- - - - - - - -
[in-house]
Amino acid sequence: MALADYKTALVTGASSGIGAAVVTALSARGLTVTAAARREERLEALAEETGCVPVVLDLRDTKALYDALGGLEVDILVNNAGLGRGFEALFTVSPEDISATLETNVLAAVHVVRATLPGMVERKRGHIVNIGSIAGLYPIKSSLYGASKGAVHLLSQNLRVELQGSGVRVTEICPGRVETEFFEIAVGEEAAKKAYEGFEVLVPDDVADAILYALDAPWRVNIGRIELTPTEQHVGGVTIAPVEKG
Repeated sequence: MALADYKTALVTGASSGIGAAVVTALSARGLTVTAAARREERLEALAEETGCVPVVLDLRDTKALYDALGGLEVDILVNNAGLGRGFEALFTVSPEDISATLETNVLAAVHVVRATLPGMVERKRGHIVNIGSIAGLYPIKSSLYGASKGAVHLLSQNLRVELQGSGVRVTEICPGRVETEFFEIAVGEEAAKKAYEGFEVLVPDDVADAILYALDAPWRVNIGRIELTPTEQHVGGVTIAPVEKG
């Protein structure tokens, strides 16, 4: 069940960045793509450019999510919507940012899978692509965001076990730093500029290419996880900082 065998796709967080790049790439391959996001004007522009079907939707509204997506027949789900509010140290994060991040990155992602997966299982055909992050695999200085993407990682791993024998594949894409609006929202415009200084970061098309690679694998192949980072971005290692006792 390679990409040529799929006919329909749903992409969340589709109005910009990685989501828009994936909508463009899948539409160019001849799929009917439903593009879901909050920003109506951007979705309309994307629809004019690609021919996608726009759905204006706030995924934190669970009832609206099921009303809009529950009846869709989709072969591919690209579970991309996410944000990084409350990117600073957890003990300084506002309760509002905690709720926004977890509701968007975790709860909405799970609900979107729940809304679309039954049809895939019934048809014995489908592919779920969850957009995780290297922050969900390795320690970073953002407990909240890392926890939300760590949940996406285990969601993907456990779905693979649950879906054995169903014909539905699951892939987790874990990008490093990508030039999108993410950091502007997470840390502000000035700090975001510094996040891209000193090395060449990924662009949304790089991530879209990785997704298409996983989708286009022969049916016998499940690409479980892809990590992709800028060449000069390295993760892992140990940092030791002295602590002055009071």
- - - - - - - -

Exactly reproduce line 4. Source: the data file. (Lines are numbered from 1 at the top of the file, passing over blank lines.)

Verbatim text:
């Protein structure tokens, strides 16, 4: 069940960045793509450019999510919507940012899978692509965001076990730093500029290419996880900082 065998796709967080790049790439391959996001004007522009079907939707509204997506027949789900509010140290994060991040990155992602997966299982055909992050695999200085993407990682791993024998594949894409609006929202415009200084970061098309690679694998192949980072971005290692006792 390679990409040529799929006919329909749903992409969340589709109005910009990685989501828009994936909508463009899948539409160019001849799929009917439903593009879901909050920003109506951007979705309309994307629809004019690609021919996608726009759905204006706030995924934190669970009832609206099921009303809009529950009846869709989709072969591919690209579970991309996410944000990084409350990117600073957890003990300084506002309760509002905690709720926004977890509701968007975790709860909405799970609900979107729940809304679309039954049809895939019934048809014995489908592919779920969850957009995780290297922050969900390795320690970073953002407990909240890392926890939300760590949940996406285990969601993907456990779905693979649950879906054995169903014909539905699951892939987790874990990008490093990508030039999108993410950091502007997470840390502000000035700090975001510094996040891209000193090395060449990924662009949304790089991530879209990785997704298409996983989708286009022969049916016998499940690409479980892809990590992709800028060449000069390295993760892992140990940092030791002295602590002055009071």